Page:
NASA detects a strange radio signal from Venus and now they know what it is

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The NASA It claims to have detected a low frequency radio signal in the atmosphere Venus.

The naturally occurring signal was captured by Parker’s solar probe during the planet’s flight, which took the first direct measurement of Venus’ atmosphere in nearly 30 years.

NASA says the spacecraft traveled 517 miles from the surface of the rocky planet during the flight, where it picked up a radio signal.

“I was very excited to receive new data from Venus,” said Kline Collinson, an astronomer at NASA’s Goddard Space Aviation Center.

NASA says the flying plane actually happened last July, but they are now only releasing an analysis of the data.

This is the first time new measurements of Venus have been taken since 1992.

And experts say the planet’s upper atmosphere was thinner than measured the previous year.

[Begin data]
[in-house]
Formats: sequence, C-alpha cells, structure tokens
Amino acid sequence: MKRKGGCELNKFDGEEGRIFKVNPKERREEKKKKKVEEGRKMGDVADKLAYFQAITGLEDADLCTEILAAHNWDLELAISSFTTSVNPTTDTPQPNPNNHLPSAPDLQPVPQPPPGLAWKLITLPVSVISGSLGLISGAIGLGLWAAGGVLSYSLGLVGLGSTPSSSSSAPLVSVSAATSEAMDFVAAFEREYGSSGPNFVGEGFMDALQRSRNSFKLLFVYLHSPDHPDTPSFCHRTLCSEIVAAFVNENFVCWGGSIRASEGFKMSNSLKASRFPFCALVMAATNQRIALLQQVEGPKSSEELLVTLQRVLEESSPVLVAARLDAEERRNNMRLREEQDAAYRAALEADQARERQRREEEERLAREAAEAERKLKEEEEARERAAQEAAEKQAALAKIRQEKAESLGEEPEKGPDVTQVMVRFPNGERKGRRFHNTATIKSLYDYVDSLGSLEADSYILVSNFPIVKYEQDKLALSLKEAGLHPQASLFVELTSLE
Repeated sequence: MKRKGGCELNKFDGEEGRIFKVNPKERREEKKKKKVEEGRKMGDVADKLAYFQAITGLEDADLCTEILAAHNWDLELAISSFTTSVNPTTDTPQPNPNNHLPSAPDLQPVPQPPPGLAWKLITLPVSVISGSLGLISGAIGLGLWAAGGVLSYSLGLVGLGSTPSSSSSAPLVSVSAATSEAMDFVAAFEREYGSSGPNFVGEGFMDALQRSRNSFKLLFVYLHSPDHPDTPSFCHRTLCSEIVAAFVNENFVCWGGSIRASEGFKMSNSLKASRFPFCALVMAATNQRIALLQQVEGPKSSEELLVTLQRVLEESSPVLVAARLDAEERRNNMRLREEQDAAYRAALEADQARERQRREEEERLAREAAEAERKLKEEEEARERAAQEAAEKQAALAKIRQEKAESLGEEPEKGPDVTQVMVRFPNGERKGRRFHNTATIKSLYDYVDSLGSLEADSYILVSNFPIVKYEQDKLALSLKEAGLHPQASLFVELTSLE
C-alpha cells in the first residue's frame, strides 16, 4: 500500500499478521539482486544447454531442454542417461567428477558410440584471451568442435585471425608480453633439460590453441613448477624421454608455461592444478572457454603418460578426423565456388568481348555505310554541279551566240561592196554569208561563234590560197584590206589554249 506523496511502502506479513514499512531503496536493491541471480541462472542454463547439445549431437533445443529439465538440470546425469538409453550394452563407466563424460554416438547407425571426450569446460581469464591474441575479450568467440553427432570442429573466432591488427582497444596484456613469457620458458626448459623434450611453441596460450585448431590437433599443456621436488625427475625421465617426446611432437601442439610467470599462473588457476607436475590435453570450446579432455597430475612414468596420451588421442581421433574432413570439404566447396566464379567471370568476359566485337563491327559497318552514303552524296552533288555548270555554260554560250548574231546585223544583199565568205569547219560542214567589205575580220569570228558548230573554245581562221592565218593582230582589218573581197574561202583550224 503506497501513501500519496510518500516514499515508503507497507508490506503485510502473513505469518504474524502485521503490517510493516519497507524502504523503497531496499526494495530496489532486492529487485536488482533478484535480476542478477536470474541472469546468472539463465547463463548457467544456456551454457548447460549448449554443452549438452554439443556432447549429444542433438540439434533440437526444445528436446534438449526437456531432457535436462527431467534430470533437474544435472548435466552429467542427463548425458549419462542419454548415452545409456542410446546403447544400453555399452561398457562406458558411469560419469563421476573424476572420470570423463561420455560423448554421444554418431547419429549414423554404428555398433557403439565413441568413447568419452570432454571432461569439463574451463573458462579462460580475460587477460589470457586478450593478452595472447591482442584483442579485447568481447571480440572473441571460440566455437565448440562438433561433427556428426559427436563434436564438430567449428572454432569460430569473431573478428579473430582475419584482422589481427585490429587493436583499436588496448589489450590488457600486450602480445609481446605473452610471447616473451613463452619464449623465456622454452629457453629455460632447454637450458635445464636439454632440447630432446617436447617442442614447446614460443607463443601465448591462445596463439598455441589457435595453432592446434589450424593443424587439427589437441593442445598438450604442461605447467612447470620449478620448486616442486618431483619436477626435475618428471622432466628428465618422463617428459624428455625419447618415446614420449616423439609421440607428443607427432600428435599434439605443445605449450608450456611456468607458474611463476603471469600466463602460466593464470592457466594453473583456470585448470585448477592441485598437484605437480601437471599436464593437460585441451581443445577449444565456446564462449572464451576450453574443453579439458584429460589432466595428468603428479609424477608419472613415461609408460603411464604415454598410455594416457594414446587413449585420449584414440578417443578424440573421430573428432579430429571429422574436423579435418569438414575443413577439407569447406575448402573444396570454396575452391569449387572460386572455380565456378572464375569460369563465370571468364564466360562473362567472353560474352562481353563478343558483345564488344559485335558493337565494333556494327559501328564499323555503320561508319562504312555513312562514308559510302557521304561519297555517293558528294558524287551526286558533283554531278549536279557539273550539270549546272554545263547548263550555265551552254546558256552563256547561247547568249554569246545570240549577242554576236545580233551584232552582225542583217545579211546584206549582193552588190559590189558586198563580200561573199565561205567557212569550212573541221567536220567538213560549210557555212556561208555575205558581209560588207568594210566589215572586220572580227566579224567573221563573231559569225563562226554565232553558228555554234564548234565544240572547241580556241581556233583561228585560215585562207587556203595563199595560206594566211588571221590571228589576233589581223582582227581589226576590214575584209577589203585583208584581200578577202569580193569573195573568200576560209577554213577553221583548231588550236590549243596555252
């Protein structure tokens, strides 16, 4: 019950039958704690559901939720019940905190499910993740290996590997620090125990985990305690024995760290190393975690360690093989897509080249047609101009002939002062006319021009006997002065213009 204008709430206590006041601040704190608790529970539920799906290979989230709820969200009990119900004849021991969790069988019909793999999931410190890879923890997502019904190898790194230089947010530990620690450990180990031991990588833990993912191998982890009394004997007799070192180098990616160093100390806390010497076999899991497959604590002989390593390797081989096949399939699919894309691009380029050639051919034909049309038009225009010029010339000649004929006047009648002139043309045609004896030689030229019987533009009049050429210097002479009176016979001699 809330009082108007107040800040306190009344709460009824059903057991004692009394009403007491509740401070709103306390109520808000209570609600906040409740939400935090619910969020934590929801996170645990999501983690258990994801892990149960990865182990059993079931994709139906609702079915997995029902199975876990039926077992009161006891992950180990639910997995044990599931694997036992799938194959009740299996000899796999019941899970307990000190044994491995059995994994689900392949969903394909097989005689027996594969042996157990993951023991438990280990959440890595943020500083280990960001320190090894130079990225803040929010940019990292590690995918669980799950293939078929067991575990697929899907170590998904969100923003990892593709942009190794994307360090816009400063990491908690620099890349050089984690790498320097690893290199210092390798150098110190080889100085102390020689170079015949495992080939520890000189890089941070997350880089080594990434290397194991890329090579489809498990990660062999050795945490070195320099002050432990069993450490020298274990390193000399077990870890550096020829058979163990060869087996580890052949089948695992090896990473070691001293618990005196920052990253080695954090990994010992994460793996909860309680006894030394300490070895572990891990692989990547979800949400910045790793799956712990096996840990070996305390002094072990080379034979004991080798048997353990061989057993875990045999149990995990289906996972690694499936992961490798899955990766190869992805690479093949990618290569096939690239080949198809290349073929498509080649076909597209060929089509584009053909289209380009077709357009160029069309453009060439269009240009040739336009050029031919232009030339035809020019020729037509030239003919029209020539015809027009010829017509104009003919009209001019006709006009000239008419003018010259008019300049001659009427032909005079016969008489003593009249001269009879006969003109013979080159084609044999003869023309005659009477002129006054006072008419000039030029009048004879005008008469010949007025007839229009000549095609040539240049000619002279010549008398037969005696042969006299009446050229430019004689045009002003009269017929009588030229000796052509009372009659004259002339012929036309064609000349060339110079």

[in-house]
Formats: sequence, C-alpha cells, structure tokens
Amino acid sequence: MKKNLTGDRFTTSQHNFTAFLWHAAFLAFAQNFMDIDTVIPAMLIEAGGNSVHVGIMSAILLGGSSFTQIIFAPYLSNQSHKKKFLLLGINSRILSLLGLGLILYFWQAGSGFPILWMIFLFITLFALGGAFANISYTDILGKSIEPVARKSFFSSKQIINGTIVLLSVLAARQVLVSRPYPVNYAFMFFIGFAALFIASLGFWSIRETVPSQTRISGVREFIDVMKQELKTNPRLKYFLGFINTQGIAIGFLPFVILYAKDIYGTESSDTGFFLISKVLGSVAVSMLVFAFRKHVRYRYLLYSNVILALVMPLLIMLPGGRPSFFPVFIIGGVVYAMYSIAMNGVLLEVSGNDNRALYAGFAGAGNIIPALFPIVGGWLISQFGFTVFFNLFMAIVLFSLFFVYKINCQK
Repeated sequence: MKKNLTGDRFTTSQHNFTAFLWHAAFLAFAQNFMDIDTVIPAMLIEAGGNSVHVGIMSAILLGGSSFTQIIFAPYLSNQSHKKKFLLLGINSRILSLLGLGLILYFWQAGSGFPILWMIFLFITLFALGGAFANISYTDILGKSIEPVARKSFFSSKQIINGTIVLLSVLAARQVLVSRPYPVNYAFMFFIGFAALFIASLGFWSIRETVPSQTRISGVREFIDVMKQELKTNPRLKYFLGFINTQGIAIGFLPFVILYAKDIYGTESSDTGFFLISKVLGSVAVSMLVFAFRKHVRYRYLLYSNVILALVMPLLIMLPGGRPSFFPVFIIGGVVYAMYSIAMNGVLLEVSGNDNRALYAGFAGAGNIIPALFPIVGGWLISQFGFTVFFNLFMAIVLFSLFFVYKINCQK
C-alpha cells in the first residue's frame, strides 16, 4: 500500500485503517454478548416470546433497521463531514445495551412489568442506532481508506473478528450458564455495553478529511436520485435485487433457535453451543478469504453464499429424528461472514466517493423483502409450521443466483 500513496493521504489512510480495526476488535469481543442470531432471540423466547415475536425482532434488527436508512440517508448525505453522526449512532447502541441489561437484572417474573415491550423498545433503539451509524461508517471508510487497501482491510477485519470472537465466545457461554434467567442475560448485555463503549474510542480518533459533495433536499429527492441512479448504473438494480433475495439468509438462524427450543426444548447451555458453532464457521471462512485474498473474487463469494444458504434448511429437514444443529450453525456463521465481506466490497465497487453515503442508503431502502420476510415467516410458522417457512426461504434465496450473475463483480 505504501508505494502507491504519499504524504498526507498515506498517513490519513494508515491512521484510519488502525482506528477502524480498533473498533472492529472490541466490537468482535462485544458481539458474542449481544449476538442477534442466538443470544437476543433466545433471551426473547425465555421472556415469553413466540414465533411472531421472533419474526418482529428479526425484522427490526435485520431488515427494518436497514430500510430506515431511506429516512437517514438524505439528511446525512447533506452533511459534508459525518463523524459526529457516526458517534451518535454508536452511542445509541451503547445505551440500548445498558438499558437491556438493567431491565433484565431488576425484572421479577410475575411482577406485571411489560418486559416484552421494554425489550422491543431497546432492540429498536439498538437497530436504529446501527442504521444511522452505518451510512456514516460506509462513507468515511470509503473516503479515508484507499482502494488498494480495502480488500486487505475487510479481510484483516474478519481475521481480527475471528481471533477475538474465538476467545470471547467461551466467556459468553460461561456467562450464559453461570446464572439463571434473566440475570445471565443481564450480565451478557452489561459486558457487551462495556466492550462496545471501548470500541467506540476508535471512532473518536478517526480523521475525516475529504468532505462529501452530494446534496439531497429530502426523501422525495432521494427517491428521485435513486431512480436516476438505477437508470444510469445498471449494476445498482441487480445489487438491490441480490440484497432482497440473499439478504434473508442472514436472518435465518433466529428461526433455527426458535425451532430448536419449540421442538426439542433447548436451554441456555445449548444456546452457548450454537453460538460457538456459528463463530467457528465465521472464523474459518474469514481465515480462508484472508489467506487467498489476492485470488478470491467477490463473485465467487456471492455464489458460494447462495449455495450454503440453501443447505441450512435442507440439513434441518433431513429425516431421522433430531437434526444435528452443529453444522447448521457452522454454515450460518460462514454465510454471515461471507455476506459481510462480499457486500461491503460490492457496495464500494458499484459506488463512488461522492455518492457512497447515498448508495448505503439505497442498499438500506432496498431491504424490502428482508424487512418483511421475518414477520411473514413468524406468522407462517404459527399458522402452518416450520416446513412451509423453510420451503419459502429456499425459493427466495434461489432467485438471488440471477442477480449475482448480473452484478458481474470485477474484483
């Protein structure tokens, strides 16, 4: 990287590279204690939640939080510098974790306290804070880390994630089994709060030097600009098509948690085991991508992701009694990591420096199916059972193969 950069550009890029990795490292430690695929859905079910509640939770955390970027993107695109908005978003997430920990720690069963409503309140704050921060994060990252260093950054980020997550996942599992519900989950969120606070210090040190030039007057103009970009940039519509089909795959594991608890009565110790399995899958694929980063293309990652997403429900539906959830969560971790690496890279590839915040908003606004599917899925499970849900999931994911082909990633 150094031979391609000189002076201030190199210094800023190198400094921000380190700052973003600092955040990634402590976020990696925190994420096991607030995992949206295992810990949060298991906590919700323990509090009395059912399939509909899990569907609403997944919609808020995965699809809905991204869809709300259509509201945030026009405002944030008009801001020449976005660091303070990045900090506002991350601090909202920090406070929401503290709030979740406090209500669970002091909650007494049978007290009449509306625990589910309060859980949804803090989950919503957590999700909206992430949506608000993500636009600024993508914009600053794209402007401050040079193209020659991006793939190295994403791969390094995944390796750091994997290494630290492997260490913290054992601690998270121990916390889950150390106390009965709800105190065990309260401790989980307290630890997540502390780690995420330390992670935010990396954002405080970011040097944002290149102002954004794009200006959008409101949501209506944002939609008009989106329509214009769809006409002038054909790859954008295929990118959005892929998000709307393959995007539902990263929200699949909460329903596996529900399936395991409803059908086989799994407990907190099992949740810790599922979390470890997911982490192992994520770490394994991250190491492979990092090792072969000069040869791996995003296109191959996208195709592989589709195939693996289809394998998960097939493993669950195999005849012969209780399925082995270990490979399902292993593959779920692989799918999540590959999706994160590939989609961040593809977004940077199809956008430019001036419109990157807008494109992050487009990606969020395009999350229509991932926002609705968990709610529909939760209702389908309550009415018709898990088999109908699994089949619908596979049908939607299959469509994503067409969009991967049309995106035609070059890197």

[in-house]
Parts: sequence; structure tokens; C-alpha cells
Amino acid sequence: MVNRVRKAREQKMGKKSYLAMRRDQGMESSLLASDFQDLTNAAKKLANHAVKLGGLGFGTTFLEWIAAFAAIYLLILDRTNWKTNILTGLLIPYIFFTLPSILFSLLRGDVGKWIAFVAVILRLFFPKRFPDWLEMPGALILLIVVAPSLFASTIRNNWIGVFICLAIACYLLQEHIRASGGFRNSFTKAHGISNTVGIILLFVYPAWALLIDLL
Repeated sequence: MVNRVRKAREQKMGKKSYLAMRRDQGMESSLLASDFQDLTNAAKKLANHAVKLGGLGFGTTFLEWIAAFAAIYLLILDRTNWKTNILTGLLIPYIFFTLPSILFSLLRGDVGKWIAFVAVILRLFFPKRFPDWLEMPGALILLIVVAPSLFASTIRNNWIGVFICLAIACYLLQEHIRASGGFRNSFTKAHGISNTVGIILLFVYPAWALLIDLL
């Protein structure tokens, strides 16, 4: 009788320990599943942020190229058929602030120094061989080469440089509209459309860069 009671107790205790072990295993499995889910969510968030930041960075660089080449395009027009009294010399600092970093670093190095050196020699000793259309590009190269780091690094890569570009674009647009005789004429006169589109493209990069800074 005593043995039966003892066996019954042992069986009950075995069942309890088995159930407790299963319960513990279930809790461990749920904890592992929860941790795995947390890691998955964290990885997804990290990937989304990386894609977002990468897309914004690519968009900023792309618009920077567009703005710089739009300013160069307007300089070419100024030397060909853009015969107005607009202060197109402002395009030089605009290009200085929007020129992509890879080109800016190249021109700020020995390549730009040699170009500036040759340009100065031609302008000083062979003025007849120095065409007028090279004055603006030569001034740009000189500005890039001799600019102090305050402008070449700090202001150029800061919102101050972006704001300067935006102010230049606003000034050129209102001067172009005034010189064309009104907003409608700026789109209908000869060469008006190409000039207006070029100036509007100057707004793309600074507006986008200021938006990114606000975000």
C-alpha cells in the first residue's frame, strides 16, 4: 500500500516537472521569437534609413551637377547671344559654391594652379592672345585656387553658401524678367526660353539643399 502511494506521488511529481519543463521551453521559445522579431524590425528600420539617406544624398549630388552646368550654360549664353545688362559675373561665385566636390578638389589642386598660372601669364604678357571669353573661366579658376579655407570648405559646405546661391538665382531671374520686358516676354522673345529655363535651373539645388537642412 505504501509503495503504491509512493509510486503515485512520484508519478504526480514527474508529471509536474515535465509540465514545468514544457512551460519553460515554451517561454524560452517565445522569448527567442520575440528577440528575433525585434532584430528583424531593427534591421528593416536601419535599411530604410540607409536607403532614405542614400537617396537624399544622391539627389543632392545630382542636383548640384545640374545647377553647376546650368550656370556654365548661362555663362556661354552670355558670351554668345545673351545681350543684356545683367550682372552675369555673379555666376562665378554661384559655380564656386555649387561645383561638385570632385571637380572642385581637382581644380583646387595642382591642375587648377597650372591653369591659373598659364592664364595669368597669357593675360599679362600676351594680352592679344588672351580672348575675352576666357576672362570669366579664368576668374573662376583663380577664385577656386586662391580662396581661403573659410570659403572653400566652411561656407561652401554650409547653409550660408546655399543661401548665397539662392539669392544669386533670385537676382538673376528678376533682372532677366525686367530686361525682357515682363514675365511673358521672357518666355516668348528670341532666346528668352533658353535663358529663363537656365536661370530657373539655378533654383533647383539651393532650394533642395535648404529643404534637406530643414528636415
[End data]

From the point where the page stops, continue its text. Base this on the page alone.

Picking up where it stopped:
read more: NASA to test asteroid impact reduction on Earth

NASA has now released a study that shows that the planet’s upper atmosphere undergoes “chaotic changes” during an 11-year solar cycle.

Scientists say they are like Venus Land, At the upper edge of its atmosphere contains an electrically charged gas called the ionosphere, which emits radio waves that are naturally detectable by instruments.

Venus and Earth are twin planets, which are rocky and similar in size and structure.

But unlike Earth, Venus has a toxic atmosphere and a temperature of 864 degrees Fahrenheit or 462 degrees Celsius.

Solar exploration is the third flight made by Venus, and each orbit around it is designed to fly closer to the sun.

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